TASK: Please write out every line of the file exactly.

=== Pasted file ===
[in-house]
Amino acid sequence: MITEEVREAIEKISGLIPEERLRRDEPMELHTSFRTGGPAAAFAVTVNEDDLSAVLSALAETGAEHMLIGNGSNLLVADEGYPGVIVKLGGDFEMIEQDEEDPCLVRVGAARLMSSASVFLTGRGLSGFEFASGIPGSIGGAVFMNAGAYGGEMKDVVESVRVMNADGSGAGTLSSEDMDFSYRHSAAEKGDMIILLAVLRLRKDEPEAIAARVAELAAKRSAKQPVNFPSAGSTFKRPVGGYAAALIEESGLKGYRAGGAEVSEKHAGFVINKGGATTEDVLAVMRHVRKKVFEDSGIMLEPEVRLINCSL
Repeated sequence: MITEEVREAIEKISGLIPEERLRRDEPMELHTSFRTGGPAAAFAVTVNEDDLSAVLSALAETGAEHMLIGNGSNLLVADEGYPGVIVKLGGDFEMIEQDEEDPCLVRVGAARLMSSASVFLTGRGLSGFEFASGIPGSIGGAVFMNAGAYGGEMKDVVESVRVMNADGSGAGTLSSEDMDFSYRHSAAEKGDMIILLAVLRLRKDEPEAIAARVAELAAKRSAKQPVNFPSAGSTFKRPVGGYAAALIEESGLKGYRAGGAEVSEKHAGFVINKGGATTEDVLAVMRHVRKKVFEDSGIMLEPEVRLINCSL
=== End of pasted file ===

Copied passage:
[in-house]
Amino acid sequence: MITEEVREAIEKISGLIPEERLRRDEPMELHTSFRTGGPAAAFAVTVNEDDLSAVLSALAETGAEHMLIGNGSNLLVADEGYPGVIVKLGGDFEMIEQDEEDPCLVRVGAARLMSSASVFLTGRGLSGFEFASGIPGSIGGAVFMNAGAYGGEMKDVVESVRVMNADGSGAGTLSSEDMDFSYRHSAAEKGDMIILLAVLRLRKDEPEAIAARVAELAAKRSAKQPVNFPSAGSTFKRPVGGYAAALIEESGLKGYRAGGAEVSEKHAGFVINKGGATTEDVLAVMRHVRKKVFEDSGIMLEPEVRLINCSL
Repeated sequence: MITEEVREAIEKISGLIPEERLRRDEPMELHTSFRTGGPAAAFAVTVNEDDLSAVLSALAETGAEHMLIGNGSNLLVADEGYPGVIVKLGGDFEMIEQDEEDPCLVRVGAARLMSSASVFLTGRGLSGFEFASGIPGSIGGAVFMNAGAYGGEMKDVVESVRVMNADGSGAGTLSSEDMDFSYRHSAAEKGDMIILLAVLRLRKDEPEAIAARVAELAAKRSAKQPVNFPSAGSTFKRPVGGYAAALIEESGLKGYRAGGAEVSEKHAGFVINKGGATTEDVLAVMRHVRKKVFEDSGIMLEPEVRLINCSL